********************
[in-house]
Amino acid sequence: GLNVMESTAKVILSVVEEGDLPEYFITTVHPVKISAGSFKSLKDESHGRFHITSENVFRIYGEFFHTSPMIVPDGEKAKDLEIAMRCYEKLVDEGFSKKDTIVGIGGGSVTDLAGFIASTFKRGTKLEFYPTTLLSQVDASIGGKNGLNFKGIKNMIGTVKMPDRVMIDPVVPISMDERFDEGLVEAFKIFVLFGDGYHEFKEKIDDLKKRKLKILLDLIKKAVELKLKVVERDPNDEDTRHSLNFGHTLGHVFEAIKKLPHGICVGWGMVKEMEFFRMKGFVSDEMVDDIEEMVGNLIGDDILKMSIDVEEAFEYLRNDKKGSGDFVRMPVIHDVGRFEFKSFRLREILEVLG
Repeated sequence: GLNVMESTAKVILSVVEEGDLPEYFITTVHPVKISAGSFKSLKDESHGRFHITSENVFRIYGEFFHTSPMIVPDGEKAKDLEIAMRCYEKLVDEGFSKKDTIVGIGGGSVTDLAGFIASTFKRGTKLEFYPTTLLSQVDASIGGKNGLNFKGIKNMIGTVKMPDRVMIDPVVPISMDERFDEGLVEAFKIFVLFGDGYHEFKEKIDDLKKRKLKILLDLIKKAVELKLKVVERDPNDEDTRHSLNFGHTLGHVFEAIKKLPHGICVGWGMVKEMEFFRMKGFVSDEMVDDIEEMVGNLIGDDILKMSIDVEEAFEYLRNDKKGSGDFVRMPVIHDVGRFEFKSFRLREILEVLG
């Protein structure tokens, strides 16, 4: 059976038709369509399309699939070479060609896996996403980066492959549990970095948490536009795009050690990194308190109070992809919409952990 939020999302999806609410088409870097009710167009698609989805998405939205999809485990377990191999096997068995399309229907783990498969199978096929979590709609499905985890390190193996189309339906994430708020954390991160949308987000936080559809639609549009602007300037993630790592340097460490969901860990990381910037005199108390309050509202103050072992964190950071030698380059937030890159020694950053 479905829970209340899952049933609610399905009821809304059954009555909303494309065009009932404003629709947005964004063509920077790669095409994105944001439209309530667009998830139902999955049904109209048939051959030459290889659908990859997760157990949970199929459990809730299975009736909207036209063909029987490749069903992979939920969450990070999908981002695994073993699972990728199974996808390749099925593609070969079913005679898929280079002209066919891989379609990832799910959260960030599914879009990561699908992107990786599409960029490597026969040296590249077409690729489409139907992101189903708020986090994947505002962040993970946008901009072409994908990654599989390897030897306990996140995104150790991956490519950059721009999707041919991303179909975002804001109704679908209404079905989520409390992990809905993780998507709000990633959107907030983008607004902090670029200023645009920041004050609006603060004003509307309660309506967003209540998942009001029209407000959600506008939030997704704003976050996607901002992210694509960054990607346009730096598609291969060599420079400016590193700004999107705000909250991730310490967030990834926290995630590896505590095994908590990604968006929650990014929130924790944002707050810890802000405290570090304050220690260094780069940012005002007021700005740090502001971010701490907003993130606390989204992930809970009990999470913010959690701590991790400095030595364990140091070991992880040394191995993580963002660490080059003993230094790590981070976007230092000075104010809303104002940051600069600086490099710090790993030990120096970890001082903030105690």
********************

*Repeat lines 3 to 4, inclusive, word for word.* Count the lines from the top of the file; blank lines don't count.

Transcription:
Repeated sequence: GLNVMESTAKVILSVVEEGDLPEYFITTVHPVKISAGSFKSLKDESHGRFHITSENVFRIYGEFFHTSPMIVPDGEKAKDLEIAMRCYEKLVDEGFSKKDTIVGIGGGSVTDLAGFIASTFKRGTKLEFYPTTLLSQVDASIGGKNGLNFKGIKNMIGTVKMPDRVMIDPVVPISMDERFDEGLVEAFKIFVLFGDGYHEFKEKIDDLKKRKLKILLDLIKKAVELKLKVVERDPNDEDTRHSLNFGHTLGHVFEAIKKLPHGICVGWGMVKEMEFFRMKGFVSDEMVDDIEEMVGNLIGDDILKMSIDVEEAFEYLRNDKKGSGDFVRMPVIHDVGRFEFKSFRLREILEVLG
């Protein structure tokens, strides 16, 4: 059976038709369509399309699939070479060609896996996403980066492959549990970095948490536009795009050690990194308190109070992809919409952990 939020999302999806609410088409870097009710167009698609989805998405939205999809485990377990191999096997068995399309229907783990498969199978096929979590709609499905985890390190193996189309339906994430708020954390991160949308987000936080559809639609549009602007300037993630790592340097460490969901860990990381910037005199108390309050509202103050072992964190950071030698380059937030890159020694950053 479905829970209340899952049933609610399905009821809304059954009555909303494309065009009932404003629709947005964004063509920077790669095409994105944001439209309530667009998830139902999955049904109209048939051959030459290889659908990859997760157990949970199929459990809730299975009736909207036209063909029987490749069903992979939920969450990070999908981002695994073993699972990728199974996808390749099925593609070969079913005679898929280079002209066919891989379609990832799910959260960030599914879009990561699908992107990786599409960029490597026969040296590249077409690729489409139907992101189903708020986090994947505002962040993970946008901009072409994908990654599989390897030897306990996140995104150790991956490519950059721009999707041919991303179909975002804001109704679908209404079905989520409390992990809905993780998507709000990633959107907030983008607004902090670029200023645009920041004050609006603060004003509307309660309506967003209540998942009001029209407000959600506008939030997704704003976050996607901002992210694509960054990607346009730096598609291969060599420079400016590193700004999107705000909250991730310490967030990834926290995630590896505590095994908590990604968006929650990014929130924790944002707050810890802000405290570090304050220690260094780069940012005002007021700005740090502001971010701490907003993130606390989204992930809970009990999470913010959690701590991790400095030595364990140091070991992880040394191995993580963002660490080059003993230094790590981070976007230092000075104010809303104002940051600069600086490099710090790993030990120096970890001082903030105690």